During Alien’s post-production Ridley Scott had already set an eye on another science fiction movie: an adaptation of Frank Herbert’s Dune. But Scott left the project after the death of his older brother, and was only later roped back into filmmaking with Blade Runner. He explained in interviews at the time that he was hoping to work on a fantasy film next -an offshoot from his eternally stalled Tristan and Isolde movie- but in 1984, the year his long gestating “fairly tale” Legend was being produced, he spoke at length with journalist Danny Peary about Alien – and his ideas about a sequel.
“It certainly should explain what the Alien is and where it comes from,” he told Omni’s Screen Flights/Screen Fantasies in 1984. “That will be tough because it will require dealing with other planets, worlds, civilisations. Because obviously the Alien did come from some sort of civilisation. The Alien was presented, really, as one of the last survivors of Mars – a planet named after the god of war. The Alien may be one of the last descendants of some long-lost self-destructed group of beings.”
Ridley also explained to Cinefantastique that “’in many respects it’ll be more interesting [than the first movie], from a pure science-fiction stand point. We’d get into speculative areas, deal with two civilisations.”
Ridley apparently thought that the first movie had unexplored territory worth looking into. He had been enticed enough by Dan O’Bannon’s ideas regarding the Alien’s civilisation that he demanded that the producers Walter Hill and David Giler rewrite his pyramid -which they deleted in favour of their own device– back into the script. Unfortunately limitations on both time and money saw the pyramid being cut and merged with the derelict spacecraft, and Ridley was certainly affected by its omission: “I would love to have shot [the pyramid],” he said at the time, “but the more I thought about it, the more I realized it would have been wonderful in a three-hour version.” Or perhaps a sequel.
He also seemed to regret not expanding on some issues regarding the Alien in the first movie: “There were no speculative scenes or discussions about what the Alien was and all that sort of thing either. I believe that audiences love those, especially if they’re well done. They give the threat much more weight. If they make Alien II, and if I have anything to do with it, the film will certainly have those elements in it. From a certain point of view, Alien II could be more interesting than Alien I.”
FF: Had you ever debated using actors from other cultures [in Alien]?
FF: Japan or Mars.
Scott: I would have loved it, but that’s not what the story was about. I would have loved to take the opportunity to explore the realms of speculative fiction more, but it would have been a digression from the film we were making.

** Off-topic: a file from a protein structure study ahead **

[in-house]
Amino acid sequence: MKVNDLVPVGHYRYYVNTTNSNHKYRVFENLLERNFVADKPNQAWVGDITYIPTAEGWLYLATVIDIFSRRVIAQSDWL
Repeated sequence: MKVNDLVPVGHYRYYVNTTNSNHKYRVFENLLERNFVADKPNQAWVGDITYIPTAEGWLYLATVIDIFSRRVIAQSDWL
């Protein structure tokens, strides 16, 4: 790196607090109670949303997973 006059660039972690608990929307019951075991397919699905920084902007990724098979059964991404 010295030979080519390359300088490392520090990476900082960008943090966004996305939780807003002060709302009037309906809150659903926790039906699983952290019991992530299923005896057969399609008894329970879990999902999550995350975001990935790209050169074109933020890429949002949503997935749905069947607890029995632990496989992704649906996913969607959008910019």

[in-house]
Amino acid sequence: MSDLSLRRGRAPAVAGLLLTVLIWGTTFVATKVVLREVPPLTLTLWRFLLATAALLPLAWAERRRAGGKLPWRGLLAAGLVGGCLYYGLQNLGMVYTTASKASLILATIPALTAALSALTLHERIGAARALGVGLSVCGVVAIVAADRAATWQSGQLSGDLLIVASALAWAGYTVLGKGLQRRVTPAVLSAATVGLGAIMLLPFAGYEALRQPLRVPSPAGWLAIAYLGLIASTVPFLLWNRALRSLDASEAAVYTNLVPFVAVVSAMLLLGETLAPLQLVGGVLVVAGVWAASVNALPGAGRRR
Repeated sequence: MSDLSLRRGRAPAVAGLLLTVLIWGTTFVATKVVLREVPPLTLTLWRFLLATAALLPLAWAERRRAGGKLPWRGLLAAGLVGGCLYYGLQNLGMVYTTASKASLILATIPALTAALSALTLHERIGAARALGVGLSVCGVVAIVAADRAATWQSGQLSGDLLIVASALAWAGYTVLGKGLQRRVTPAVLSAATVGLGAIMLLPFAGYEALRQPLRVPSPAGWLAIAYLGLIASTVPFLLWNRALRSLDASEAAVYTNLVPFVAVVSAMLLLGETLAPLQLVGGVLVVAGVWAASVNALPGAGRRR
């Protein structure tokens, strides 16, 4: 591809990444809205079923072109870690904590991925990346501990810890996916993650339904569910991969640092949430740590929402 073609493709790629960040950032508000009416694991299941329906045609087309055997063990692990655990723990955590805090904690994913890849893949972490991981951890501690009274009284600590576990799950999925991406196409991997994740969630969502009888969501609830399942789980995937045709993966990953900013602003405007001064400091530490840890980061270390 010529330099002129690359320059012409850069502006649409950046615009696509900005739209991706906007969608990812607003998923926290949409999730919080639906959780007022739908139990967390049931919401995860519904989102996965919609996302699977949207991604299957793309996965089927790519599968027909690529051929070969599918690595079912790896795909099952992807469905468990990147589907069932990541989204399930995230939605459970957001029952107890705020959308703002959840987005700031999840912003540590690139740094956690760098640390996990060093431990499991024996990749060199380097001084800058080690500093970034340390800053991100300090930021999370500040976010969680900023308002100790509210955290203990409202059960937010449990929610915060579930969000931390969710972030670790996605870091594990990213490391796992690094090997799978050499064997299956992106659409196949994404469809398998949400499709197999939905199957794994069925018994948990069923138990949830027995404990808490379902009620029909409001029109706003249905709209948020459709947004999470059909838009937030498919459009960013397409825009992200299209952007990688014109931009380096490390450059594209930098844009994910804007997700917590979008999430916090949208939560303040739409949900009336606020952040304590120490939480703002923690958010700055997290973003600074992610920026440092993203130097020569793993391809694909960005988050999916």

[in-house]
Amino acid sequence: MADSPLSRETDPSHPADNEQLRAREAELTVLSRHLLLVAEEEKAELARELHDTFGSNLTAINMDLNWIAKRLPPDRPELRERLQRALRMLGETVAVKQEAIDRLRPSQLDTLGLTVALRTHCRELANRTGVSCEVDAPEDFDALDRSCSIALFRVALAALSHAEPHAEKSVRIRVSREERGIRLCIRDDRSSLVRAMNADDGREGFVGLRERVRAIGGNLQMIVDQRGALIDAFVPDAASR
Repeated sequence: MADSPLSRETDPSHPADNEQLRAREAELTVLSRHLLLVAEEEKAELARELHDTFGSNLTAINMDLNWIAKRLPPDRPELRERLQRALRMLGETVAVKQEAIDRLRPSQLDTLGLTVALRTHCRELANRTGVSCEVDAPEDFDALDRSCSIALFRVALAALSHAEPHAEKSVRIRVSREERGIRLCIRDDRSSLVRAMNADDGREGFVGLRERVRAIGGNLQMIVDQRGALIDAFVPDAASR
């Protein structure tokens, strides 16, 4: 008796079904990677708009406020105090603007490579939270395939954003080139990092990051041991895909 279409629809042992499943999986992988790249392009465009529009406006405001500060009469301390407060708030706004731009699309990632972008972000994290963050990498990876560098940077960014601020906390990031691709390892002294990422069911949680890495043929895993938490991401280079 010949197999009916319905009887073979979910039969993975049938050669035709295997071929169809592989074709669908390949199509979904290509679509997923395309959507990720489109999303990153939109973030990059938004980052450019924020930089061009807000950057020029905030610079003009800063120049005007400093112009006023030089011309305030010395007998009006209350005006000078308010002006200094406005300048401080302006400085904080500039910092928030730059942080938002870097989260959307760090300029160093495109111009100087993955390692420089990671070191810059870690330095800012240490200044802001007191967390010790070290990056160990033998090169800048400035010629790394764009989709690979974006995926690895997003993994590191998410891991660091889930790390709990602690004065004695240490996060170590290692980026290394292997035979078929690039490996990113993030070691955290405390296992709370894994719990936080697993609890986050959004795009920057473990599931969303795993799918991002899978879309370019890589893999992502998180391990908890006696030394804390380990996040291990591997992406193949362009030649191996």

~ Fantastic Films, 1979.
Of course, Ridley was not asked to return. In 1986 Bobbie Wygant asked Aliens producer Gale Anne Hurd if Scott had turned down the opportunity to direct the sequel. “I’m not really sure,” Hurd answered. “I know that he was in post-production on Legend at the time we were in pre-production [on Aliens], so perhaps it was a result of his availability.”
But it turned out that the producers had never approached Ridley at all. “They didn’t ask me!” he told The Hollywood Interview in 2008. “To this day I have no idea why. It hurt my feelings, really, because I thought we did quite a good job on the first one.”
Despite Ridley’s feelings, there was no jealously or animosity between him and the sequel’s director. The two bumped into one another at Pinewood Studies when the movie was being made and, by Cameron’s account, the meeting was friendly. “I was coming out of dallies and he was going in,” he told Fangoria magazine in ’86, “and we spoke for about 10 minutes. We didn’t really talk about Aliens at all; he didn’t seem particularly curious about it, other than the fact it was being done. We just spoke in general terms about shooting in England – it was very polite, there was no depth to it. Basically, it was like, ‘Hello, pleased to meet you.'”
Scott’s feelings also did not influence his thoughts on the sequel: “It’s always a tough job to follow a successful film with a sequel to it,” he is quoted in Aliens: The Illustrated Screenplay, “so what I think James Cameron did was an excellent action picture. It really was amazing what he accomplished. There’s also no question that Cameron made an excellent film with Aliens. It really is an achievement.” In 2012, he stated: “Jim loved Alien, adored it … I would never, ever critique or criticise [Aliens] because I think it was very successful and what he did was really good.”
Brandywine did turn to Scott to direct the third film, but according to Sigourney “he never seemed to be able to get it together.” The first Alien 3 script was written in 1987 – the film was released in 1992. In that time, Scott had directed and released four other movies.